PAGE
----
This guy has nasty stuff. He mixes speeds well, making hitters look foolish with a sharp, biting slider and an improved changeup that he throws off of his live fastball. As good as Hudson is, he’s still loaded with potential. It’s scary to think how high his ceiling is.
Arizona’s big offseason acquisition, former Oakland Athletic Trevor Cahill, bolstered the team’s already stout rotation. Cahill had a promising start in 2011 with six wins to start the season. He ended up having a down year overall, going 12-14 with the struggling A’s. Cahill had his best year in 2010 when he went 18-8 with a 2.97 ERA in 30 starts.
Cahill is a tough pitcher to face when he’s clicking on all cylinders. He hits his spots with regularity and he’ll always be a rough at-bat.
Young pitcher Josh Collmenter and veteran Joe Saunders round out the rest of the Diamondbacks formidable rotation.
Over the last two years, their pitching staff has improved by leaps and bounds. What was once a weak spot is now a strength of theirs. Upper management has done a tremendous job of patching up holes in the bullpen by acquiring good pitching. They have a tough middle reliever in Brad Ziegler, a lockdown closer in J.J. Putz (45 saves, 2.17 ERA in 2011), and a late-inning reliever who is also proven closer in Takashi Saito.
2. They're in the Giants' Heads
The San Francisco Giants played very well against the Diamondbacks in the first half of the season, defeating the snakes in seven of their first eight meetings. The Diamondbacks flipped the script on the Giants, as they ended up winning eight of the last 10 games against their foes from the Bay Area.
Granted, the Giants had a depleted roster with key losses that included star catcher Buster Posey and starting second baseman Freddy Sanchez. But nonetheless, the Diamondbacks got hot in the second half and their dominance of the Giants ignited their playoff push.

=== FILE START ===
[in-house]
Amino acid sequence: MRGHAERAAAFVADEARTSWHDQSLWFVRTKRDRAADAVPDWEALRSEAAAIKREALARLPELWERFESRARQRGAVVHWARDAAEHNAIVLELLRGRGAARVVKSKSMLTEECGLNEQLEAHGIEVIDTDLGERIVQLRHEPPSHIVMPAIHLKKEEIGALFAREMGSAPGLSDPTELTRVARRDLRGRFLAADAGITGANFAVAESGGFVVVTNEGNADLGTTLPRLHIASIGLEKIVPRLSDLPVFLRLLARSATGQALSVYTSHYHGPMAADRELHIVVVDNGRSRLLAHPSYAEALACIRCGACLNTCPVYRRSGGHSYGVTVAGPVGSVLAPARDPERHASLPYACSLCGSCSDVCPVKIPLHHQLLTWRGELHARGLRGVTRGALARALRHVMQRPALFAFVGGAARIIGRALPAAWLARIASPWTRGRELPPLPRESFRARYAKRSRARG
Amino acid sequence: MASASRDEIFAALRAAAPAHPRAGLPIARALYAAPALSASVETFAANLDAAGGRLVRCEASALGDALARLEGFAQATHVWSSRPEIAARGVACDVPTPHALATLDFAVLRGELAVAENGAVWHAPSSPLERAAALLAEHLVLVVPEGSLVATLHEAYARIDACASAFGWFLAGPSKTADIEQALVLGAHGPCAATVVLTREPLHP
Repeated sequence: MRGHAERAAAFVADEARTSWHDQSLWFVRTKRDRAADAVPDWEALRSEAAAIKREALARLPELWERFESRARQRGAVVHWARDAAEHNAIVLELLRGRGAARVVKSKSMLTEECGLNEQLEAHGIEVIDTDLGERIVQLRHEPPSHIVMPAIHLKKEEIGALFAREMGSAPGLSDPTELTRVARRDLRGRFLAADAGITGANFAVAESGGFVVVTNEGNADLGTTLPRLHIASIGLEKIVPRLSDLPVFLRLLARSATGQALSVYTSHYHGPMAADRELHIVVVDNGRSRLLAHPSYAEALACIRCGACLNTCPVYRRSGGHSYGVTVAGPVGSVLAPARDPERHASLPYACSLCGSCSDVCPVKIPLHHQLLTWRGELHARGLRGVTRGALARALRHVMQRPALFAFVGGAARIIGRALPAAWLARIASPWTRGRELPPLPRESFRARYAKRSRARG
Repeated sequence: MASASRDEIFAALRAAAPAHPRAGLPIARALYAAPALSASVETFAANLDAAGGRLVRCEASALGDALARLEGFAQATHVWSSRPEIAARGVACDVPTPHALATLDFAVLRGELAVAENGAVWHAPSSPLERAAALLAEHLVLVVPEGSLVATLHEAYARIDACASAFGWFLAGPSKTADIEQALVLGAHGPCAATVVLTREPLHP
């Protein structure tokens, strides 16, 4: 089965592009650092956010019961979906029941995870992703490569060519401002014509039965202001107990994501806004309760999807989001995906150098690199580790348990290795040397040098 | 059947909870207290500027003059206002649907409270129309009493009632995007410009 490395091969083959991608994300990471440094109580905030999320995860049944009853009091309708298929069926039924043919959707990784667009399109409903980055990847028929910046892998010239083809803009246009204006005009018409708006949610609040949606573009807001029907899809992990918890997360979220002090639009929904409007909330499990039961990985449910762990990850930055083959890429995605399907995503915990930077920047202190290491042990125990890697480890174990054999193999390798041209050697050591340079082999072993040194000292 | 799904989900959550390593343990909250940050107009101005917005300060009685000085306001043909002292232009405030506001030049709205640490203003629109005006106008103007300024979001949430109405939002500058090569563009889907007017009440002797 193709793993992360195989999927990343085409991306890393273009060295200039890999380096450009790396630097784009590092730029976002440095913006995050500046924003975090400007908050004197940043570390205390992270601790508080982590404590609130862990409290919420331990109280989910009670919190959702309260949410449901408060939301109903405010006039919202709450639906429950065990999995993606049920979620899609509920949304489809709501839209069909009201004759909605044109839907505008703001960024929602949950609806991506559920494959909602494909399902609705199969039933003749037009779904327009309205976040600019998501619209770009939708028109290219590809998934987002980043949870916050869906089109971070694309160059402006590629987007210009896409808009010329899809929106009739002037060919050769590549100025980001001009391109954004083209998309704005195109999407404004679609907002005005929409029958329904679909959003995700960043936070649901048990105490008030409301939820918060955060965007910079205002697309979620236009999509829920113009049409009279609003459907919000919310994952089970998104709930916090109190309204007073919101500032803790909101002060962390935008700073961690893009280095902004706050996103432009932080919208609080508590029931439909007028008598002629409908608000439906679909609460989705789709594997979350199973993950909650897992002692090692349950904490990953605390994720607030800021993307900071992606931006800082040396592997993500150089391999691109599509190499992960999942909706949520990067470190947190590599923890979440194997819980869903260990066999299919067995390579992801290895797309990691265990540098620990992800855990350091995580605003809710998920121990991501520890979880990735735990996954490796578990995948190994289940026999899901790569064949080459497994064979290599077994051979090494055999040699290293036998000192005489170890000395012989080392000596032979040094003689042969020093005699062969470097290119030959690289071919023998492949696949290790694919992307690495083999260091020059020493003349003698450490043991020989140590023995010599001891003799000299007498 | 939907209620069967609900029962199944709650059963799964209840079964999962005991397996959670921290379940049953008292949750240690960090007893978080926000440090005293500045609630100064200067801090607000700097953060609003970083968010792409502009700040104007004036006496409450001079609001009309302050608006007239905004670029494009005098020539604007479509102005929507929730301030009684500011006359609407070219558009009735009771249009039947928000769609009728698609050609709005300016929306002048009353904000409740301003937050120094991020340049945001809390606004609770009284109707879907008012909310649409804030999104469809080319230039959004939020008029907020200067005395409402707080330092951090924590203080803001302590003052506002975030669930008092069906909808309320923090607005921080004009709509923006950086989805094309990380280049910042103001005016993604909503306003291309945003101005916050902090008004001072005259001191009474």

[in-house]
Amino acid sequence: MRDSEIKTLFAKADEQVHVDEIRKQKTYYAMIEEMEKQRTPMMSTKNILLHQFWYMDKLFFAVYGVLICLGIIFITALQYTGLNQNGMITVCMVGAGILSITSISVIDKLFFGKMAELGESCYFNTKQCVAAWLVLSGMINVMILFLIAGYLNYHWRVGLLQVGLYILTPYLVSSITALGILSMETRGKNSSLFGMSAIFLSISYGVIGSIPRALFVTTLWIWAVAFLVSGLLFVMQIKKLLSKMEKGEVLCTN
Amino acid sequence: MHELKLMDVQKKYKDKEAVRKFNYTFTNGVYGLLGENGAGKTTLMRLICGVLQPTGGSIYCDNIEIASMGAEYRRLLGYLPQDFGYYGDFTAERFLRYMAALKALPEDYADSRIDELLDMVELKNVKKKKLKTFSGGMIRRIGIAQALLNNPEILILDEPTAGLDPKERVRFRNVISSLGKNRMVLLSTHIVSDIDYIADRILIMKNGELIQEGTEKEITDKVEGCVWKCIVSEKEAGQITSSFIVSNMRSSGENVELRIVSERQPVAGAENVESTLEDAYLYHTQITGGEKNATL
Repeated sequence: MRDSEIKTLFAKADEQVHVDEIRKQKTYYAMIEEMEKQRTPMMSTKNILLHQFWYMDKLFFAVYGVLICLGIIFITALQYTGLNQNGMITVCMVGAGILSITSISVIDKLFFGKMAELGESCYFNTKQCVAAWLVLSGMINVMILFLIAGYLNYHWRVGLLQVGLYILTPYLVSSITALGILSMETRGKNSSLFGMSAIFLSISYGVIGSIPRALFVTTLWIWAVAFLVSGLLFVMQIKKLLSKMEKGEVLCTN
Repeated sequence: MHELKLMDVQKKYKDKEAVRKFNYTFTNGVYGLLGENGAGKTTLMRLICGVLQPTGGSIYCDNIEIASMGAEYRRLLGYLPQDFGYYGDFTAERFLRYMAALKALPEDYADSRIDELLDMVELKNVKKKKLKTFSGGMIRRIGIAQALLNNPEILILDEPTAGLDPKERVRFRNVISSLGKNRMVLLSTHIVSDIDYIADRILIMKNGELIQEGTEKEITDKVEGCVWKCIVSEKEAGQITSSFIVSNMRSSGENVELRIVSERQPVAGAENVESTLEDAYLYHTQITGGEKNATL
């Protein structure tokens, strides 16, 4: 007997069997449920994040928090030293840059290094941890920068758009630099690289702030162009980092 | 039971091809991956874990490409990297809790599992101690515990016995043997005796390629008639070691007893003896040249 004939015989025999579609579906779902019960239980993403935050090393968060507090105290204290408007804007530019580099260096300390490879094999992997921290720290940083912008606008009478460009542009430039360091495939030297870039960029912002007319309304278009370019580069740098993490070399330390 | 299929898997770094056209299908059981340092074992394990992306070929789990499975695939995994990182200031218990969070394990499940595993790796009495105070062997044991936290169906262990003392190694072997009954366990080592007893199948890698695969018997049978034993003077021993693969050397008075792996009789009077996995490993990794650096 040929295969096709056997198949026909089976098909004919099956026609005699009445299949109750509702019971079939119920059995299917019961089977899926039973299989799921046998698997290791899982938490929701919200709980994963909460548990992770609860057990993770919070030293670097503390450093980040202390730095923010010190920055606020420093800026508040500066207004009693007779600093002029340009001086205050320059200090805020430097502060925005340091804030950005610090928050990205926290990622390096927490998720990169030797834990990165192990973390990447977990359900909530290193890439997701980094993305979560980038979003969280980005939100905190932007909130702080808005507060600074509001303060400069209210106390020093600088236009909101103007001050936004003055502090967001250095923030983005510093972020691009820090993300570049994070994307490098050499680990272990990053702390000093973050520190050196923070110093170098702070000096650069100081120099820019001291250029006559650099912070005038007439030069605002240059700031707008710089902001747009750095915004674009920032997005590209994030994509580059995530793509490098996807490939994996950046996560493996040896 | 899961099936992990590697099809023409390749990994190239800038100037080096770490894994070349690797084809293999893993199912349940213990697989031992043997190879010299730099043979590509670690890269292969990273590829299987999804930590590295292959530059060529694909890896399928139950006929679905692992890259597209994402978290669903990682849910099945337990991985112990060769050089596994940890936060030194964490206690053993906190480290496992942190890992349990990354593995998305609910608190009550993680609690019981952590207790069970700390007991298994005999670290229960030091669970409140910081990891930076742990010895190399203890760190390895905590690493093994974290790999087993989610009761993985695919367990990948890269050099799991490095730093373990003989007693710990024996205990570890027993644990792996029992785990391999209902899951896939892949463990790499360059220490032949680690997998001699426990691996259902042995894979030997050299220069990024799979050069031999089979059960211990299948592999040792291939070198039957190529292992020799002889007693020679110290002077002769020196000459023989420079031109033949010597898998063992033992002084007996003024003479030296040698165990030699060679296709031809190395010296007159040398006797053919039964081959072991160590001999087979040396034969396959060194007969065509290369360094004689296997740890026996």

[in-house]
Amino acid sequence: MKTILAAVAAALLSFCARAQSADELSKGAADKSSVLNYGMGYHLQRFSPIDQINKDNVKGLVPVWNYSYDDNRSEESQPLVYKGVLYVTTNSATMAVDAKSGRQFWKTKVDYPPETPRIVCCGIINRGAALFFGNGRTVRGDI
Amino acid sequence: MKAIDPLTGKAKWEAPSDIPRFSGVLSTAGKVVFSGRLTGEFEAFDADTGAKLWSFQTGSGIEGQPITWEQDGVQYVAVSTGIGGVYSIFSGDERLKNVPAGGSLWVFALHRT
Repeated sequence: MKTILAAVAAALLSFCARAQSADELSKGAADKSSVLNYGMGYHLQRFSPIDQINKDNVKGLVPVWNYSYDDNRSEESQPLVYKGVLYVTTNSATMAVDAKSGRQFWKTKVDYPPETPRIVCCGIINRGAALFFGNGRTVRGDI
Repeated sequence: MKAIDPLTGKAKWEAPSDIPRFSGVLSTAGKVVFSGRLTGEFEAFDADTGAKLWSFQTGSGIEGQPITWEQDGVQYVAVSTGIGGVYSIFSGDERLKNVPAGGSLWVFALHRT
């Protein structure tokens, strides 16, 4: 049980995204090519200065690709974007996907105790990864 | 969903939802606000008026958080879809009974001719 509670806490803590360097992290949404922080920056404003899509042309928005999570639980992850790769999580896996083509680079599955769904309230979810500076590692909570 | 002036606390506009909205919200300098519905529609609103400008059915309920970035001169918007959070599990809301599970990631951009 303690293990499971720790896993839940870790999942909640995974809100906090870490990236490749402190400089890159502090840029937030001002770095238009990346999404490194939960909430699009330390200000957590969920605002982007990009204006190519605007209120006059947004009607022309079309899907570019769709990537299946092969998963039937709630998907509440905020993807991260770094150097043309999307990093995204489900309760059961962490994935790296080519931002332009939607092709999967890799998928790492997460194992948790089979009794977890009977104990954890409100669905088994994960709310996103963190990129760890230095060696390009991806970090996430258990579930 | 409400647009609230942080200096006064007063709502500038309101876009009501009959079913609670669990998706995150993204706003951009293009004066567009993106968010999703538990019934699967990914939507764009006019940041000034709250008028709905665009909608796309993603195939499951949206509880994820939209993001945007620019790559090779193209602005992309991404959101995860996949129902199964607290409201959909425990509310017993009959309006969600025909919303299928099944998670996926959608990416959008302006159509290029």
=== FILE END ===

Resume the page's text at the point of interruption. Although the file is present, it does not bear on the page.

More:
Continued success against their division rival will make Arizona a serious threat to win the division crown once again.
1. They Can Flat out Hit
There is no denying that the Diamondbacks are one of the top hitting teams in all of baseball. Justin Upton lead the way for this high-powered offense in 2011 by hitting .289 while putting up career numbers in home runs (31), RBI (88), and OBP (.369). Upton is also a viable threat on the base paths as he stole 21 bases on the year.
The D’backs received solid offensive performances throughout their lineup. Their best hitters from last year included outfielder Chris Young (.236 AVG, 20 HR, 71 RBI), second baseman Ryan Roberts (.249 AVG, 19 HR, 65 RBI), and catcher Miguel Montero (.282 AVG, 18 HR, 86 RBI).
Overall, the Diamondbacks don’t hit for the highest average, but they get hits when it matters most (702 RBI as a team) and they have strong power hitting (172 HR as a team).
Chase Field is a hitter’s park. The Diamondbacks took full advantage of that by going 51-30 at home last season.
Arizona’s potent bats will help them win plenty of games. It will be interesting to see if the Diamondbacks can string together enough hits to win the division championship.
The Arizona Diamondbacks have a talented roster. They certainly have the horses necessary to make another run at the NL West title. They’ve always been able to out-slug the competition. Now they have the pitching to back up those bats.
The Diamondbacks will be definitely be a fun team to watch this season.